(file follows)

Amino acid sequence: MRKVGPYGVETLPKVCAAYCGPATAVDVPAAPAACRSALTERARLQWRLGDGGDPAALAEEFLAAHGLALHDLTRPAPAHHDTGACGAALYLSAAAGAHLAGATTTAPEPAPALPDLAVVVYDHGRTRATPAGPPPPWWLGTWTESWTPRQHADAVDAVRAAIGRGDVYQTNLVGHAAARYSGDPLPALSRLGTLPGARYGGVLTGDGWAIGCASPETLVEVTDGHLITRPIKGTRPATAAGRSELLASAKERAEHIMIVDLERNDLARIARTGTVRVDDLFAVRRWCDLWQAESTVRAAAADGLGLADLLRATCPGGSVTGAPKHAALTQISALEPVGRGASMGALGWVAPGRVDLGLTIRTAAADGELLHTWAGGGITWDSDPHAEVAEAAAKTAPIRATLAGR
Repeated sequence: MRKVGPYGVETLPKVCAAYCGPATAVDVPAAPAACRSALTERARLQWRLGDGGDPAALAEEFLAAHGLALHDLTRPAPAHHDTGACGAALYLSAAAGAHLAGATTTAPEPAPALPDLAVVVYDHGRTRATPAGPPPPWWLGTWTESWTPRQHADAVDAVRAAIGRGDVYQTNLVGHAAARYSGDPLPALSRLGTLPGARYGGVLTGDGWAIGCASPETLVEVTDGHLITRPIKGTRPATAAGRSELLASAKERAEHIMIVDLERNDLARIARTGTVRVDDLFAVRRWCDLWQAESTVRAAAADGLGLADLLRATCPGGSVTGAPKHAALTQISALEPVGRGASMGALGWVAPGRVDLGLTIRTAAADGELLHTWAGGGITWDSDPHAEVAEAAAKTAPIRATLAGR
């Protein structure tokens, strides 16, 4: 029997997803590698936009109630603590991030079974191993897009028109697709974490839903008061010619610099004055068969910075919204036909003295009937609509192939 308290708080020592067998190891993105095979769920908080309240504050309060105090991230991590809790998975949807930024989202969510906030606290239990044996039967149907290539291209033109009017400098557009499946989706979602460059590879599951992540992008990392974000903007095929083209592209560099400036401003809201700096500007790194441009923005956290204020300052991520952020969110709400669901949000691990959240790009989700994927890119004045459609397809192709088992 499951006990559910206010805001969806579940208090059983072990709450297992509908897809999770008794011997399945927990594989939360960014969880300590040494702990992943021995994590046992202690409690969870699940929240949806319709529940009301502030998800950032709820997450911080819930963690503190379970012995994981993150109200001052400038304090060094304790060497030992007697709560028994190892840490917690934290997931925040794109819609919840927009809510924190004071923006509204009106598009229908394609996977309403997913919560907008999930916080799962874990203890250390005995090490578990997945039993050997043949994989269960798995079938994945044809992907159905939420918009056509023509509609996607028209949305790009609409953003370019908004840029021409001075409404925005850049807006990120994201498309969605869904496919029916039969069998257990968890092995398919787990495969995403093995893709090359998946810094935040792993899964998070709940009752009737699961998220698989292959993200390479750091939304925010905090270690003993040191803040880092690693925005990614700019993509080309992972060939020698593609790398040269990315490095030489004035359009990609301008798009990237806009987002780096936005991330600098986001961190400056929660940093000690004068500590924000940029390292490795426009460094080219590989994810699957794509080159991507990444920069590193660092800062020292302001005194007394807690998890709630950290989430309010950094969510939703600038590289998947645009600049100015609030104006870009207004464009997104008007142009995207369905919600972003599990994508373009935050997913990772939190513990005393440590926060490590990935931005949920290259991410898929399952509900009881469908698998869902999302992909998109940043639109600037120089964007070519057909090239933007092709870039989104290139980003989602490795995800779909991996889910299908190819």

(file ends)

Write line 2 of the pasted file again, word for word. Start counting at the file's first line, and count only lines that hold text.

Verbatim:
Repeated sequence: MRKVGPYGVETLPKVCAAYCGPATAVDVPAAPAACRSALTERARLQWRLGDGGDPAALAEEFLAAHGLALHDLTRPAPAHHDTGACGAALYLSAAAGAHLAGATTTAPEPAPALPDLAVVVYDHGRTRATPAGPPPPWWLGTWTESWTPRQHADAVDAVRAAIGRGDVYQTNLVGHAAARYSGDPLPALSRLGTLPGARYGGVLTGDGWAIGCASPETLVEVTDGHLITRPIKGTRPATAAGRSELLASAKERAEHIMIVDLERNDLARIARTGTVRVDDLFAVRRWCDLWQAESTVRAAAADGLGLADLLRATCPGGSVTGAPKHAALTQISALEPVGRGASMGALGWVAPGRVDLGLTIRTAAADGELLHTWAGGGITWDSDPHAEVAEAAAKTAPIRATLAGR